PARIS -- The French government has told PSA and Renault they are entitled to help such as guarantees on loans and leeway on bills as it seeks to help companies cope with the fallout from the coronavirus pandemic.
France outlined a series of measures this week to help businesses survive the crisis, including 300 billion euros ($325 billion) in government loan guarantees, and the deferral of taxes and payroll charges for those that need it.
Finance minister Bruno Le Maire held a call with PSA boss Carlos Tavares and Renault executives including Chairman Jean-Dominique Senard on Wednesday to discuss the car industry's prospects, and said they would be entitled to these measures too if needed, a ministry official said.
"The situation is extremely clear ... it is out of the question to see big French companies, industrial icons disappear," Le Maire told BFM Business radio, ahead of his meeting with the automakers. "If to protect our national industrial heritage, we have to resort to nationalization, we are prepared to go that far," he added.
He did not mention any company by name.
Le Maire said on Thursday that he would soon present to President Emmanuel Macron various plans and options to help the country's biggest companies cope with the virus crisis, including possible nationalizations.
A source close to Renault said there were no precise steps or plans discussed during the call with the finance minister, beyond going over the problems the sector is facing.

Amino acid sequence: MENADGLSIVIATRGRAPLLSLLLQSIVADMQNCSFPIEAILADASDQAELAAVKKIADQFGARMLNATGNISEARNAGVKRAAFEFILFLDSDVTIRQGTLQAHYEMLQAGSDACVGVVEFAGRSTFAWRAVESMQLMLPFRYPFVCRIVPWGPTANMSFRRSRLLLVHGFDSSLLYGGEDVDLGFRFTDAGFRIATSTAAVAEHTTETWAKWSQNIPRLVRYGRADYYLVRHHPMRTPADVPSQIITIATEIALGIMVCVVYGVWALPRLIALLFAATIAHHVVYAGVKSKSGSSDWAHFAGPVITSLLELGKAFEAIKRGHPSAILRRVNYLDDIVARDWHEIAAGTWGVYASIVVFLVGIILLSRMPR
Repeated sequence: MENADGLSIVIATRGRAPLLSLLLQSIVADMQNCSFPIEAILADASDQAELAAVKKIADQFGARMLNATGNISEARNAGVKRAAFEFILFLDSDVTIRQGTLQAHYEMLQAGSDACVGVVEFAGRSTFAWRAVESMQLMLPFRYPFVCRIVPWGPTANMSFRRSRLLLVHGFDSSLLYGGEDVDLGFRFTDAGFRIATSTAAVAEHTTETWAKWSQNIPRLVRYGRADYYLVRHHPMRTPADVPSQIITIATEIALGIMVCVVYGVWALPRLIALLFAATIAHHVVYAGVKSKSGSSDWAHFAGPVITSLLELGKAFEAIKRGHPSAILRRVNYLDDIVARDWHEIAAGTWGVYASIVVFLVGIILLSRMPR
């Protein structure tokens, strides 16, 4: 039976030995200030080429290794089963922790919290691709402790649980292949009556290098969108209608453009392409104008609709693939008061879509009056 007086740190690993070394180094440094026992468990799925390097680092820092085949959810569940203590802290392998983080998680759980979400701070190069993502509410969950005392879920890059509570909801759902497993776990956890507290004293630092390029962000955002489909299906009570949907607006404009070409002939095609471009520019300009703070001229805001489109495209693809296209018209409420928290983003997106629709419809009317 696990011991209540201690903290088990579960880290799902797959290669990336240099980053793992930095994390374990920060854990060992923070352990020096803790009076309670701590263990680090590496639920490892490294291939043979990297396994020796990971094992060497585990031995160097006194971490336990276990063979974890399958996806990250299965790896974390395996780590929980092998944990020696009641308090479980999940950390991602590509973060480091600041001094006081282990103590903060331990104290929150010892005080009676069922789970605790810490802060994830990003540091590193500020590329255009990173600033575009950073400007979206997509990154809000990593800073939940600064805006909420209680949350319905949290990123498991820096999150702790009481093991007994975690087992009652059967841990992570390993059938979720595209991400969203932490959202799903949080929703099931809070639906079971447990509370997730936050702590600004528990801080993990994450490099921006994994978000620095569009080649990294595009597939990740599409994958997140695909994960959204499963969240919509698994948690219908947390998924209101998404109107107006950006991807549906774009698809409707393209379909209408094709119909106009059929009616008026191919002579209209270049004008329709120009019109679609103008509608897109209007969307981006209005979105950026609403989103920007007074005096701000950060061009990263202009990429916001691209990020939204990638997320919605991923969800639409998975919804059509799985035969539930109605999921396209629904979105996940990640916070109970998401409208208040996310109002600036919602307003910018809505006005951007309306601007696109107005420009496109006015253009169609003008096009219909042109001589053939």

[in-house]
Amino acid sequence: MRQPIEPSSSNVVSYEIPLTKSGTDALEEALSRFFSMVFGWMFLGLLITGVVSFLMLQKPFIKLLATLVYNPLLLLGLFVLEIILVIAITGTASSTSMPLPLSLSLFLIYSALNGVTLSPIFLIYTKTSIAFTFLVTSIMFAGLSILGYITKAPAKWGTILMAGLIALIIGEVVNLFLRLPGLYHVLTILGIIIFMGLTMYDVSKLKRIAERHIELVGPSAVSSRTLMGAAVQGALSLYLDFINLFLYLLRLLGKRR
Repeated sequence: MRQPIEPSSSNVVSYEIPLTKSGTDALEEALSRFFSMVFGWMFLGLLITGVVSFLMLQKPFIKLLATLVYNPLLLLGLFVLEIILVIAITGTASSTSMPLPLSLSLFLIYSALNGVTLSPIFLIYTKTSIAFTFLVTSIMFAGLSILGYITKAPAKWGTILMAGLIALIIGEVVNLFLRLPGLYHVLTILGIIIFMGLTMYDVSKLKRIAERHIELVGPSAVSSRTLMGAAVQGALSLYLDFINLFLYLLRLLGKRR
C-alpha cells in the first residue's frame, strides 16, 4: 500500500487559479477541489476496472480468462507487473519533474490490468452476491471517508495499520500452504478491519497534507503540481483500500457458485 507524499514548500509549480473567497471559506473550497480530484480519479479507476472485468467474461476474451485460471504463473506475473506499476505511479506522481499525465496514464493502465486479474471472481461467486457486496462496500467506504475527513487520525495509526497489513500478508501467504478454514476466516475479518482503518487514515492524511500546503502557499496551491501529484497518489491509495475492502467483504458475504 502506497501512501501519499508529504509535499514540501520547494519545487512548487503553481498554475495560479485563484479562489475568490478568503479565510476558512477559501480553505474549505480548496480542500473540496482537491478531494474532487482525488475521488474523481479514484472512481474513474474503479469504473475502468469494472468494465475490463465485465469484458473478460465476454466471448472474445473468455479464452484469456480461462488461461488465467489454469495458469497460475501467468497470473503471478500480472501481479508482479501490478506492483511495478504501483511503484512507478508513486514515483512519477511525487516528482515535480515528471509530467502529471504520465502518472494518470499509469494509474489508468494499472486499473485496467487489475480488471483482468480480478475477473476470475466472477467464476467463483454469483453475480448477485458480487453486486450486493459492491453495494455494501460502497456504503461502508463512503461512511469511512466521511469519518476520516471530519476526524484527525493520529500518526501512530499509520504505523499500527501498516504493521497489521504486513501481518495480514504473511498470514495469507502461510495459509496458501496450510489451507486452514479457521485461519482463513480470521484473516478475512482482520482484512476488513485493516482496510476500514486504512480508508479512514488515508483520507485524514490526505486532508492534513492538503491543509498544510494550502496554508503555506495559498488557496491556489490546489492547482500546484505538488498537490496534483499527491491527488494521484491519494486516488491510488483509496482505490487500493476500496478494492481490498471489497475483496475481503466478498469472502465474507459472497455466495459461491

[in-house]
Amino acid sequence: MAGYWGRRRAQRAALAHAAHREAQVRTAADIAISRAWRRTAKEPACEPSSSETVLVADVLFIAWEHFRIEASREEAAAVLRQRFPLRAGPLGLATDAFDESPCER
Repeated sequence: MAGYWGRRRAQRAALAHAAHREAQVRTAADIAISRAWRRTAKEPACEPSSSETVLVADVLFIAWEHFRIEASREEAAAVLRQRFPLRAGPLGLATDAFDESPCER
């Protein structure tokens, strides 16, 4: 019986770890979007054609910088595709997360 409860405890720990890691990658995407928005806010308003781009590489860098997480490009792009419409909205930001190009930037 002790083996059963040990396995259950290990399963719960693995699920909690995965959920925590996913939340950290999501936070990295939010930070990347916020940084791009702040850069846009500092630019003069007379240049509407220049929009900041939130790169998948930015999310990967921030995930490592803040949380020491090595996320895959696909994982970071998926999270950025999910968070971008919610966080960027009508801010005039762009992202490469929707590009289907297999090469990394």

Peugeot owner PSA, which also produces the Opel and Vauxhall brands, said on Monday it would close it European factories until March 27, while Renault has suspended industrial activity in France and Spain until further notice.
The coronavirus crisis has caught automakers at a fragile time, as many were already grappling with a slump in demand in big markets like China and strict new European emissions rules.
Renault, in which the French government has a 15 percent stake, had in February flagged an extra 2 billion euros ($2.16 billion) in cost cuts over the next three years after posting its first loss in a decade.
PSA, in the midst of merging with Fiat Chrysler, fared better in its recent results, with profitability reaching a record high in 2019 as it focused on pricier models.
France's automotive industry federation said on Tuesday it had asked the government for a much broader support package than measures already announced to counter the effects of the crisis on car sales.
This could include state incentives to purchase electric cars and massive investment in recharging infrastructure, it said.